An essay written for the catalogue of an exhibition at Bath Spa University in autumn 2010
I awake, nod to a couple of shrunken heads on my bedside table, after all some company is better than none at all, masturbate, walk across the leopard skin rug, past the Leonora Carrington, elephant teeth and Victorian stuffed puppies to the bathroom for the pinnacle of the day’s pleasure, a good defecation. It’s all downhill from now on, I shower and dress, a crimson velvet suit – it’s still winter, and I pull on a tight pair of Texas’ finest cowboy boots, made from the tails of two alligators. It’s a cold day so I won’t wear my cobra skin jacket, not cold enough for raccoon or seal either, but plenty cold enough to justify a full-length blue fox, left open, and last, but by no means least I select my rings, they must match my suit and my nail varnish, crimson, so some red coral mounted in silver, a couple of twelfth century golden Seljuk Rings and a black Tahitian pearl mounted in a miniature eagle’s talon.
It’s a work day so I’m going to my shop, I deal in rare and beautiful things, curiosities if you like, I glance gloatingly at my desk where some dodo bones, just arrived, lurk in crisp tissue paper next to an enormous hair ball removed from the stomach of a cow. Objects far too wonderful to go to the shop, just yet, but I know that one day, it may be soon or it may be years away, they will cease to fill me with wonder and I will cease to see them, like Mortimer, the lion skeleton, but unlike Mortimer who still sits in my library, unseen, when that day comes it will be simple to pop these, far more valuable items in my pocket and take them down to the shop.
But before I go out I allow myself one more fleeting pleasure, I inspect my orchids, Phragmipedium longifolium is just uncurling, continuously in flower for two and a half years now, whilst the Catelleyas are looking decidedly sad, one day, when I am rich, I will have a tropical house stuffed with orchids, nepenthes and ferns, I have an eight foot tree fern (Dicksonia squarrosa) in my library that I had shipped over from Tasmania and planted the trunk with epithetic bromeliads and orchids, but it’s too dry in there and they’ve all died, the fern itself is alive, just, I avert my eyes subconsciously, I no longer see it, though I still water it.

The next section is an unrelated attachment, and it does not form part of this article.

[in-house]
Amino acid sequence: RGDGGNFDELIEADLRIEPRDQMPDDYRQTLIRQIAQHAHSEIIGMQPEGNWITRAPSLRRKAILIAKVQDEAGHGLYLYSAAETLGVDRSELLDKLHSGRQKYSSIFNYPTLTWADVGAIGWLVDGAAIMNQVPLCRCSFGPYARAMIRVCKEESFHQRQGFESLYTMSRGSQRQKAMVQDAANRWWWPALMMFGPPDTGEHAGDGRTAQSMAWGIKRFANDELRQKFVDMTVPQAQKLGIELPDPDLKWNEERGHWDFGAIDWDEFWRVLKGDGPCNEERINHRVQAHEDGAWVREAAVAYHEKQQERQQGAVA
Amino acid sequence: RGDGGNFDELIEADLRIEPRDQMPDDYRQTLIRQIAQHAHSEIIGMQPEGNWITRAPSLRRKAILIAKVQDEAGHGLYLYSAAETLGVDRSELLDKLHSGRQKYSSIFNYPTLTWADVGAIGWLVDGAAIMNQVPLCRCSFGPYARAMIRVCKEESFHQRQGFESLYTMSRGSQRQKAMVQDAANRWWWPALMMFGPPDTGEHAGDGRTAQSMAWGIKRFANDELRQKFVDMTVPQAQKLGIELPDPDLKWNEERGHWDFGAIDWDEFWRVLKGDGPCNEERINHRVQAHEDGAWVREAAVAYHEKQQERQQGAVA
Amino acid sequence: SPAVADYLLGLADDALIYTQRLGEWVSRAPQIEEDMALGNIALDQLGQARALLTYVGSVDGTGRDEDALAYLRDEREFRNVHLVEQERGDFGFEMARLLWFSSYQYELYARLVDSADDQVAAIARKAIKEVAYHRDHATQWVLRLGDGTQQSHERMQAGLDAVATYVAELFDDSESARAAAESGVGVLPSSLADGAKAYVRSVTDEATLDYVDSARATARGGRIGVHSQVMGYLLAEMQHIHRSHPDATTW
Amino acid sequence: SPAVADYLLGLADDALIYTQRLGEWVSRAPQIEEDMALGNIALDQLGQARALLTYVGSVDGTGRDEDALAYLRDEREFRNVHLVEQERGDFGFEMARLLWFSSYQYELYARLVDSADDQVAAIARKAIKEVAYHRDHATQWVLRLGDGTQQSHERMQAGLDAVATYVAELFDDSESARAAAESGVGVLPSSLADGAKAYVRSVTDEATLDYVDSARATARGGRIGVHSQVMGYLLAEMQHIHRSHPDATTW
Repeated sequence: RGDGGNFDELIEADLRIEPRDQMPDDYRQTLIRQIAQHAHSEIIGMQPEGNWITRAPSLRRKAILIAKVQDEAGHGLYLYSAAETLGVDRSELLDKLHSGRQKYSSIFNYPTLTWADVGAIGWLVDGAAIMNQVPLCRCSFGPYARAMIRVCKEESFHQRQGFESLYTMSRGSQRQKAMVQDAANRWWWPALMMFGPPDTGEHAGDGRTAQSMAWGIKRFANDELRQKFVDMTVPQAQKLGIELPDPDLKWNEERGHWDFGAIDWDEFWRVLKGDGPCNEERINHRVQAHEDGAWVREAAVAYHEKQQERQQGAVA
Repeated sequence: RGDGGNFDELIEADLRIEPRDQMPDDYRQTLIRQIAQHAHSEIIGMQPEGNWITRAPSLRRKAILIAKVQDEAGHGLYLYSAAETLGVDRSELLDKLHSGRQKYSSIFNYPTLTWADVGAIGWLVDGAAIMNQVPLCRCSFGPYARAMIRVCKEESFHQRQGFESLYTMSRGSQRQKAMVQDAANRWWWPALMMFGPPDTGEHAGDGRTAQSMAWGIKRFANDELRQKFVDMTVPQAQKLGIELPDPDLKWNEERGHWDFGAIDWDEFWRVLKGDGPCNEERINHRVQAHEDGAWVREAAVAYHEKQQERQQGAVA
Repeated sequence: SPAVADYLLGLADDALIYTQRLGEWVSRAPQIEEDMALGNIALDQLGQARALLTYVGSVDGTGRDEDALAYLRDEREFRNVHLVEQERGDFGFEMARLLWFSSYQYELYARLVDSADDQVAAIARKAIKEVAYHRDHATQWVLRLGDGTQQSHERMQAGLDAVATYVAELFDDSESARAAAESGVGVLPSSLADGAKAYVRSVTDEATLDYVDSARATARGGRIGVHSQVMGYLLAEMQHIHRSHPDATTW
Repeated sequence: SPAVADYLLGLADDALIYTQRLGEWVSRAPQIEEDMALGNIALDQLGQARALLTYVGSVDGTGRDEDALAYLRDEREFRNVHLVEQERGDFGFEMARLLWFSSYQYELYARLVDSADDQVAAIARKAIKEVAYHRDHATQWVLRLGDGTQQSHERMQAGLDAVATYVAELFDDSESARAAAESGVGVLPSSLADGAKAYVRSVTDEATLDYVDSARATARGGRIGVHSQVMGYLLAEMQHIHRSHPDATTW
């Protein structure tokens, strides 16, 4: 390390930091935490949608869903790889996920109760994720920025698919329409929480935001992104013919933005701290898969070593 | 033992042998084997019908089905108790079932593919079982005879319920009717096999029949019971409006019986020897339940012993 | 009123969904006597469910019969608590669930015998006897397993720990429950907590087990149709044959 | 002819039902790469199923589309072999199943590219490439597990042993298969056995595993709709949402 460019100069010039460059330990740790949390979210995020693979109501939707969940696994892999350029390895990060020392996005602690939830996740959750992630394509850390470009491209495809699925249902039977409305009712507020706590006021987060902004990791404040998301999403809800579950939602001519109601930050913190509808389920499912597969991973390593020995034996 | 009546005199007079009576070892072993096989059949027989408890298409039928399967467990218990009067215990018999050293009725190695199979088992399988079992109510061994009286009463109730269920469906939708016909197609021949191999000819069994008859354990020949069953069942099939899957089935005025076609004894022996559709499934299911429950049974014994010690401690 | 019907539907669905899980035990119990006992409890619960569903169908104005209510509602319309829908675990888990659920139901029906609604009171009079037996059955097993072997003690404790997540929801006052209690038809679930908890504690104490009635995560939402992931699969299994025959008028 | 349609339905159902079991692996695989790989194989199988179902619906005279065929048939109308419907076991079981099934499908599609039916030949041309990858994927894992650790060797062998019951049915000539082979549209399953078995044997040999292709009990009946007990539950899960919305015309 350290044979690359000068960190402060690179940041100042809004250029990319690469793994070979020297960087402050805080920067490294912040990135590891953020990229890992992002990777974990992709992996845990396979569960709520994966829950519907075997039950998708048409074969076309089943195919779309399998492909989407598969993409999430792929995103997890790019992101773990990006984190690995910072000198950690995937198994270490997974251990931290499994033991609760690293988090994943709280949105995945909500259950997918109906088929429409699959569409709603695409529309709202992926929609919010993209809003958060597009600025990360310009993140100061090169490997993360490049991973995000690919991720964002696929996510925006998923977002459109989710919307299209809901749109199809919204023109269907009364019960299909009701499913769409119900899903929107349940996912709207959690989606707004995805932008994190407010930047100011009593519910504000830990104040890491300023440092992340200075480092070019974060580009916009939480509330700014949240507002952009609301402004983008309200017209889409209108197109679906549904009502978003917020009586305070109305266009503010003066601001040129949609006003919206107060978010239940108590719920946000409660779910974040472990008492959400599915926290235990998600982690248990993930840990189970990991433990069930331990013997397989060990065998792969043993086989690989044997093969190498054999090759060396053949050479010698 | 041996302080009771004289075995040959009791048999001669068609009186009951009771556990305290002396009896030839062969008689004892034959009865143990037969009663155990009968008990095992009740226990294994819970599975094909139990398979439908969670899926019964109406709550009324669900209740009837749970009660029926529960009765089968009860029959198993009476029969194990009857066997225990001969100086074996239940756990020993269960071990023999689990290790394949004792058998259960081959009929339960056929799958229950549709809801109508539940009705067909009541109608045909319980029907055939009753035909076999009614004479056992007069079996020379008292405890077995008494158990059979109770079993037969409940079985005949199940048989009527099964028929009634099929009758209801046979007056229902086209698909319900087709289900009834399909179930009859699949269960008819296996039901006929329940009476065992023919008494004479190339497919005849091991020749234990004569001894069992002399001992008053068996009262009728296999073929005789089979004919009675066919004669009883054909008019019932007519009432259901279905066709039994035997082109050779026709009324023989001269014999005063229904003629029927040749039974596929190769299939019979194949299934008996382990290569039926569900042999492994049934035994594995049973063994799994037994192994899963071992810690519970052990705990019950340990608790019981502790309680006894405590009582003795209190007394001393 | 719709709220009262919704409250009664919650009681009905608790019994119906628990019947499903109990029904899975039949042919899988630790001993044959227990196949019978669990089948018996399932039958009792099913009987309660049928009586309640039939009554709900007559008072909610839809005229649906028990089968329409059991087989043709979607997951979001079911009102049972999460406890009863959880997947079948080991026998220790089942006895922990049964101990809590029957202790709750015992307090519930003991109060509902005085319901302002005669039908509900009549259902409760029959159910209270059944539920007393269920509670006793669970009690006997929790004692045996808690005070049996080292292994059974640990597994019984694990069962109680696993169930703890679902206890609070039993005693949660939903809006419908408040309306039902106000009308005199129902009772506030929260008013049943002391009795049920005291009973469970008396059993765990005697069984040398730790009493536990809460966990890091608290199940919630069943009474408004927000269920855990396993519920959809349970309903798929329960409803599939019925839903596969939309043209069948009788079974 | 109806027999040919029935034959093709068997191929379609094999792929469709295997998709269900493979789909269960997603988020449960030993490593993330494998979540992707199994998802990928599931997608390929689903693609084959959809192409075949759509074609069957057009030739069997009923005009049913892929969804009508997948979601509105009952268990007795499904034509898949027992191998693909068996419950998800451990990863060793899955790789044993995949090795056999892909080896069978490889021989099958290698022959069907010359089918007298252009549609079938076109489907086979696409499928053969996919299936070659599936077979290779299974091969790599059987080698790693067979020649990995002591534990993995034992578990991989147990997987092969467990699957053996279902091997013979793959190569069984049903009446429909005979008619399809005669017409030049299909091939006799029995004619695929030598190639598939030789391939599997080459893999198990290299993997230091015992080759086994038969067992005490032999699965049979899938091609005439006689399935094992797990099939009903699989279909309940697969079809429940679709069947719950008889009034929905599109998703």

I pick up a crow in flight, a dead one, and walk up to the shop, wondering vaguely if I’m turning into a caricature of myself, well, no wonder, I’m comfortable. Sometimes I’m accused of being a dandy that, perplexes me, there are no mirrors in my house and I have no idea of what I look like, I know what I feel like, left to myself I would cavort naked all day fucking and eating, well that’ not quite true, it is precisely because I am left to my own devices that I need to fill the time with objects, books, clothes, pictures.
Crow deposited in shop it is time for breakfast at the organic cafe inVictoria Park, a full vegetarian breakfast, for I am, of course, like all the best, and some of the worst people from Francis Bacon to Hitler, a vegetarian. People sometimes laugh at me, a dealer and collector of the dead, a man with ten fur coats in his dressing room and shoes made from every imaginable animal, from anteater to ostrich, and accuse me of hypocrisy, I laugh back and point to Napoleon’s Death Mask, proudly displayed, and point to the note next to it quoting the late tyrant as saying that England was the land where the hypocrite had set up shop.
But whilst that is true it is also a bit of flippancy, for there is no inherent contradiction between being a vegetarian and most of my activities; I do feel sheepishly guilty about my shoes, but they are beautiful and they last so much longer than a burger. I’m vegetarian because I believe that there is something inherently unnecessary and disgusting, obscene, in the mass production and slaughter of animals for the purely transitory pleasure of feeding yet again. Nothing that I deal in or collect has been killed for the purpose of me profiting, it is but a mere by-product, rien est plus beau que la nature, antique relics of a previous age. And the pleasure I get from my alligator skin boots is much deeper and longer than the ephemeral, not to mention questionable, pleasure of eating a ham sandwich.There is also no substitute for alligator skin but many far more delicious and environmentally friendly substitutes for eating meat.This is how I sleep deep and long at night, with a conscience fairly under control, for an insomniac at any rate.
A Vegetarian in Alligator Shoes, Hackney, 2010